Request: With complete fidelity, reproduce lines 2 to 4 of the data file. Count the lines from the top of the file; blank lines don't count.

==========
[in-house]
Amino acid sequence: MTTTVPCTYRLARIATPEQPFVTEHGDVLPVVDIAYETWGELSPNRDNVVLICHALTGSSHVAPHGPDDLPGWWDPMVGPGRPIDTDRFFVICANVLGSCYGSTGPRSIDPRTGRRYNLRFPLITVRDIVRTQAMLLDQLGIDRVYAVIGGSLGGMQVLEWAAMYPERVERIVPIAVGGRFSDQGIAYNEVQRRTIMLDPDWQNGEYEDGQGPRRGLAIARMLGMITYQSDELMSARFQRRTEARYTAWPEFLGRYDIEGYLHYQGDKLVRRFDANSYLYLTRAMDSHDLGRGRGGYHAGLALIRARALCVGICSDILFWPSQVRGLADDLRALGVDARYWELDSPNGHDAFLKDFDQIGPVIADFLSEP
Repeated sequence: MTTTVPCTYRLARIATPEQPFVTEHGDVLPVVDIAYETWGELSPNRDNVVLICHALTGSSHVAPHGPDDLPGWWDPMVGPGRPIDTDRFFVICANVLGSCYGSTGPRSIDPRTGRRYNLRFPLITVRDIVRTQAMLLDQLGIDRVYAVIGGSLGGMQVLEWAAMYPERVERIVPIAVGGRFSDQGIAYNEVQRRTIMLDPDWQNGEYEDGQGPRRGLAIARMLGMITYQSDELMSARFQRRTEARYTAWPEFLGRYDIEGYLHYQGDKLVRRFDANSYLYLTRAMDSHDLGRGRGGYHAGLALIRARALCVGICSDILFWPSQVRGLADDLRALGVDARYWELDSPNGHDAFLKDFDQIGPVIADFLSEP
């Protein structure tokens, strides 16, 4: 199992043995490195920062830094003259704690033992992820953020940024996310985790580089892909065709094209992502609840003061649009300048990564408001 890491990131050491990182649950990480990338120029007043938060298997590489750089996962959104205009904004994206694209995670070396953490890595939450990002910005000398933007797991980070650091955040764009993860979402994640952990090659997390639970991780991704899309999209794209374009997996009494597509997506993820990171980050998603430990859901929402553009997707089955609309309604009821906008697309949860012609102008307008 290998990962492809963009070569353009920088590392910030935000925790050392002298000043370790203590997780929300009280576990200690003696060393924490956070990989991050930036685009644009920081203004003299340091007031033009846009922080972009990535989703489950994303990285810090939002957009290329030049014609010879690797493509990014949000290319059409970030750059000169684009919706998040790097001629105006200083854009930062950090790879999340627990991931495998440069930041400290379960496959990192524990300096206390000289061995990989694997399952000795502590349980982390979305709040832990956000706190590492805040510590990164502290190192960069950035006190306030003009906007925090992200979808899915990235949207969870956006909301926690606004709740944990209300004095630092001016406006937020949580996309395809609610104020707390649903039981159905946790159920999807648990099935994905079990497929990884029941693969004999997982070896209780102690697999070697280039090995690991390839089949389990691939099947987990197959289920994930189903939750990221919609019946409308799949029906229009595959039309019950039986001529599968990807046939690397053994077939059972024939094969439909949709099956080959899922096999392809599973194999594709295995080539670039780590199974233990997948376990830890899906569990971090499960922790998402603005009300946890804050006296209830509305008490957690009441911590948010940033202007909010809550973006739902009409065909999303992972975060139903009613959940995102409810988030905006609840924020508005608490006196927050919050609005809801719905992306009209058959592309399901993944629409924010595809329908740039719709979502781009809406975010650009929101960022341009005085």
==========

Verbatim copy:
Amino acid sequence: MTTTVPCTYRLARIATPEQPFVTEHGDVLPVVDIAYETWGELSPNRDNVVLICHALTGSSHVAPHGPDDLPGWWDPMVGPGRPIDTDRFFVICANVLGSCYGSTGPRSIDPRTGRRYNLRFPLITVRDIVRTQAMLLDQLGIDRVYAVIGGSLGGMQVLEWAAMYPERVERIVPIAVGGRFSDQGIAYNEVQRRTIMLDPDWQNGEYEDGQGPRRGLAIARMLGMITYQSDELMSARFQRRTEARYTAWPEFLGRYDIEGYLHYQGDKLVRRFDANSYLYLTRAMDSHDLGRGRGGYHAGLALIRARALCVGICSDILFWPSQVRGLADDLRALGVDARYWELDSPNGHDAFLKDFDQIGPVIADFLSEP
Repeated sequence: MTTTVPCTYRLARIATPEQPFVTEHGDVLPVVDIAYETWGELSPNRDNVVLICHALTGSSHVAPHGPDDLPGWWDPMVGPGRPIDTDRFFVICANVLGSCYGSTGPRSIDPRTGRRYNLRFPLITVRDIVRTQAMLLDQLGIDRVYAVIGGSLGGMQVLEWAAMYPERVERIVPIAVGGRFSDQGIAYNEVQRRTIMLDPDWQNGEYEDGQGPRRGLAIARMLGMITYQSDELMSARFQRRTEARYTAWPEFLGRYDIEGYLHYQGDKLVRRFDANSYLYLTRAMDSHDLGRGRGGYHAGLALIRARALCVGICSDILFWPSQVRGLADDLRALGVDARYWELDSPNGHDAFLKDFDQIGPVIADFLSEP
């Protein structure tokens, strides 16, 4: 199992043995490195920062830094003259704690033992992820953020940024996310985790580089892909065709094209992502609840003061649009300048990564408001 890491990131050491990182649950990480990338120029007043938060298997590489750089996962959104205009904004994206694209995670070396953490890595939450990002910005000398933007797991980070650091955040764009993860979402994640952990090659997390639970991780991704899309999209794209374009997996009494597509997506993820990171980050998603430990859901929402553009997707089955609309309604009821906008697309949860012609102008307008 290998990962492809963009070569353009920088590392910030935000925790050392002298000043370790203590997780929300009280576990200690003696060393924490956070990989991050930036685009644009920081203004003299340091007031033009846009922080972009990535989703489950994303990285810090939002957009290329030049014609010879690797493509990014949000290319059409970030750059000169684009919706998040790097001629105006200083854009930062950090790879999340627990991931495998440069930041400290379960496959990192524990300096206390000289061995990989694997399952000795502590349980982390979305709040832990956000706190590492805040510590990164502290190192960069950035006190306030003009906007925090992200979808899915990235949207969870956006909301926690606004709740944990209300004095630092001016406006937020949580996309395809609610104020707390649903039981159905946790159920999807648990099935994905079990497929990884029941693969004999997982070896209780102690697999070697280039090995690991390839089949389990691939099947987990197959289920994930189903939750990221919609019946409308799949029906229009595959039309019950039986001529599968990807046939690397053994077939059972024939094969439909949709099956080959899922096999392809599973194999594709295995080539670039780590199974233990997948376990830890899906569990971090499960922790998402603005009300946890804050006296209830509305008490957690009441911590948010940033202007909010809550973006739902009409065909999303992972975060139903009613959940995102409810988030905006609840924020508005608490006196927050919050609005809801719905992306009209058959592309399901993944629409924010595809329908740039719709979502781009809406975010650009929101960022341009005085």